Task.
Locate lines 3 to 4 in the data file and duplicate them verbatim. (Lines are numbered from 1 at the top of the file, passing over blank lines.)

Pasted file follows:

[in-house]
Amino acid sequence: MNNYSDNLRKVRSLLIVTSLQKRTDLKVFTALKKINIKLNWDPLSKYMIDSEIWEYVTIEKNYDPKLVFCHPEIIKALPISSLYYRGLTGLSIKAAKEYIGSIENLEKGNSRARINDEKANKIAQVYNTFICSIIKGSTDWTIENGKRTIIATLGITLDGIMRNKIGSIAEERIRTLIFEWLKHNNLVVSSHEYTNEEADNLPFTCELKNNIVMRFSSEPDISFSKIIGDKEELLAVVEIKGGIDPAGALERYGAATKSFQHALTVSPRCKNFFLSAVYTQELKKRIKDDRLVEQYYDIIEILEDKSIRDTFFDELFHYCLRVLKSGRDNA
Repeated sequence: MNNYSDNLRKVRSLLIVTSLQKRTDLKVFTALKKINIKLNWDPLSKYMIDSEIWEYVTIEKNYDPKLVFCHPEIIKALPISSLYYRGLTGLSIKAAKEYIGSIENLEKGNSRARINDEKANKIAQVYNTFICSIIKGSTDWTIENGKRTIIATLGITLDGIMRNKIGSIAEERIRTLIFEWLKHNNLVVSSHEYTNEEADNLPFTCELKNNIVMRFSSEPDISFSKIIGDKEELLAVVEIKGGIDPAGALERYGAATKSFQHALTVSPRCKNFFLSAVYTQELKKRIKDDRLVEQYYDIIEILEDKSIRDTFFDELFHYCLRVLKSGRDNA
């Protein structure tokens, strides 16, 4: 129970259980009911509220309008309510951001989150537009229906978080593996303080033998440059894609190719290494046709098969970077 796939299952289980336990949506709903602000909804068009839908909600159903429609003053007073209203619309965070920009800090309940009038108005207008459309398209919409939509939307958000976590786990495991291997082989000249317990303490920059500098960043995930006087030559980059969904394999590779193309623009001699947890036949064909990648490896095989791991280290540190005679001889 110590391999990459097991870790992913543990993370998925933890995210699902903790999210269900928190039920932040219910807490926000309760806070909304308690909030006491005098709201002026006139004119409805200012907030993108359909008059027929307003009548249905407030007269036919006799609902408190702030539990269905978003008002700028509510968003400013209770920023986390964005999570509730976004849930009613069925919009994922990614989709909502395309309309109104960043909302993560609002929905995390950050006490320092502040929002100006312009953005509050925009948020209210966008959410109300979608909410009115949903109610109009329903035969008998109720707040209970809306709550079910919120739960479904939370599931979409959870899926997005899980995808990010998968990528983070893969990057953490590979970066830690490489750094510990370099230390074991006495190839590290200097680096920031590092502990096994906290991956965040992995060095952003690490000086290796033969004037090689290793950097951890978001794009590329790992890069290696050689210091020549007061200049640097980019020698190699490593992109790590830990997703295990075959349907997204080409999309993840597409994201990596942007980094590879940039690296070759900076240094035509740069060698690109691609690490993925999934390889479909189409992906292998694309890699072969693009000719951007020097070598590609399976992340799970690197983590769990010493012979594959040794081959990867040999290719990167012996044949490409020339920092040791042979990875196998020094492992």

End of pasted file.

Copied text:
Repeated sequence: MNNYSDNLRKVRSLLIVTSLQKRTDLKVFTALKKINIKLNWDPLSKYMIDSEIWEYVTIEKNYDPKLVFCHPEIIKALPISSLYYRGLTGLSIKAAKEYIGSIENLEKGNSRARINDEKANKIAQVYNTFICSIIKGSTDWTIENGKRTIIATLGITLDGIMRNKIGSIAEERIRTLIFEWLKHNNLVVSSHEYTNEEADNLPFTCELKNNIVMRFSSEPDISFSKIIGDKEELLAVVEIKGGIDPAGALERYGAATKSFQHALTVSPRCKNFFLSAVYTQELKKRIKDDRLVEQYYDIIEILEDKSIRDTFFDELFHYCLRVLKSGRDNA
């Protein structure tokens, strides 16, 4: 129970259980009911509220309008309510951001989150537009229906978080593996303080033998440059894609190719290494046709098969970077 796939299952289980336990949506709903602000909804068009839908909600159903429609003053007073209203619309965070920009800090309940009038108005207008459309398209919409939509939307958000976590786990495991291997082989000249317990303490920059500098960043995930006087030559980059969904394999590779193309623009001699947890036949064909990648490896095989791991280290540190005679001889 110590391999990459097991870790992913543990993370998925933890995210699902903790999210269900928190039920932040219910807490926000309760806070909304308690909030006491005098709201002026006139004119409805200012907030993108359909008059027929307003009548249905407030007269036919006799609902408190702030539990269905978003008002700028509510968003400013209770920023986390964005999570509730976004849930009613069925919009994922990614989709909502395309309309109104960043909302993560609002929905995390950050006490320092502040929002100006312009953005509050925009948020209210966008959410109300979608909410009115949903109610109009329903035969008998109720707040209970809306709550079910919120739960479904939370599931979409959870899926997005899980995808990010998968990528983070893969990057953490590979970066830690490489750094510990370099230390074991006495190839590290200097680096920031590092502990096994906290991956965040992995060095952003690490000086290796033969004037090689290793950097951890978001794009590329790992890069290696050689210091020549007061200049640097980019020698190699490593992109790590830990997703295990075959349907997204080409999309993840597409994201990596942007980094590879940039690296070759900076240094035509740069060698690109691609690490993925999934390889479909189409992906292998694309890699072969693009000719951007020097070598590609399976992340799970690197983590769990010493012979594959040794081959990867040999290719990167012996044949490409020339920092040791042979990875196998020094492992």